For children to grow properly, their basic needs must be satisfied. However, this will require national policies, budgets and programmes to focus sufficiently on meeting the needs and rights of the poor. Many countries will need support from the international community, since on their own they will not be able to achieve coverage of basic social services for all.
1 Gross, Rainer, ‘Nutrition and Alleviation of Absolute Poverty in Communities: Concept and measurement’, ACC/SCN Symposium Report, Nutrition Paper 16, 1997, pp. 95-103.
School feeding alleviates hunger and gives education a boost
In many parts of the world, children arrive at school with empty bellies. They may miss their morning meal, not get enough or the right things to eat, or be required to participate in family labour before school. As a result, they come to school with little energy to concentrate, engage with their teachers and classmates, or participate in physical education and other practical learning situations. These hungry children are more prone to low performance, to be absent from school, to fall sick and to drop out.
The lack of proper nutrition is one reason why an estimated 115 million school-aged children around the globe are out of primary school 1. Many of these children may also suffer from micronutrient deficiencies, the lack of essential vitamins and minerals. This ‘hidden hunger’ affects brain development and compromises the immune system.
School feeding programmes offer the opportunity to alleviate hunger – both overt and hidden – among children. But their benefits go beyond nutrition. Studies have found that school feeding programmes provide an incentive for parents to send their children for an education, encourage children to stay in school and help them to focus and retain what they learn.
In the poorest pockets of the world, this strategy has been shown to double primary school enrolment in just one year 2. It costs just pennies. The World Food Programme estimates that on average, a child can be fed in school for about US 19 cents per day, or US$34 annually.
UNICEF works in partnership with the World Food Programme to provide an integrated package of cost-effective interventions to improve the nutritional status and health of schoolchildren. Food for Education, an essential component of this package, seeks to alleviate short-term hunger in schoolchildren, increase parents’ motivation and enhance community participation in schools 3.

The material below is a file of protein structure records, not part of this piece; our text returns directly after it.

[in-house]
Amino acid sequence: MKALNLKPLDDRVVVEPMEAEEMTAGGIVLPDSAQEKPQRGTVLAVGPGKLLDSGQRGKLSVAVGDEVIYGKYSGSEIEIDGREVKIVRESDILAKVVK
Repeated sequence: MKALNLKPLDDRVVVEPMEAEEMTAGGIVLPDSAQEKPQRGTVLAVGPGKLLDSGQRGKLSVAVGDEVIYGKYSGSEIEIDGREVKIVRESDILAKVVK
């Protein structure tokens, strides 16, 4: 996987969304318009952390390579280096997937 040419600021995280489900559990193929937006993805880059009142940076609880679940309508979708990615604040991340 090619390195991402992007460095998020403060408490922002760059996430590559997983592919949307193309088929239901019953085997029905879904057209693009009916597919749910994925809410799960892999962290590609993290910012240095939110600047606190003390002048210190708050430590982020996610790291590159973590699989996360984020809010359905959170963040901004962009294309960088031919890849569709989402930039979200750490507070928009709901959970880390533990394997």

A multiplicity of benefits
In impoverished parts of Bangladesh, some 1 million children receive a mid-morning snack of biscuits that provide energy and much of the daily requirement of vitamins and minerals. In about one year, the programme raised net primary school enrolment by almost 10 per cent, and reduced the probability of dropping out by 7.5 per cent 4.
After receiving breakfast in school, children in rural Jamaica were more attentive and less fidgety in class and their verbal fluency improved. The most positive effects were seen in adequate sized classrooms that were quiet, airy and well lit 5.
In countries where take-home ration programmes have been implemented, girls’ primary school enrolment increased by at least 50 per cent 6.
School feeding programmes can provide a launching pad for health programmes in schools, and HIV prevention and deworming are recognized interventions. They also provide an excellent opportunity for targeted micronutrient supplementation among schoolchildren, and the nutritional content of meals or snacks can be adjusted to optimize absorption of iron, vitamin A and other essential nutrients.
A recent UN Girls’ Education Initiative (UNGEI) technical meeting recommended school feeding programmes as part of an essential learning package to accelerate quality education for all. The recommended package also includes intervention areas such as water and sanitation, deworming and micronutrient supplementation 7.
1 UNICEF, Progress for Children No.2 – A report card on gender parity and primary education, UNICEF, New York, April 2005, p. 3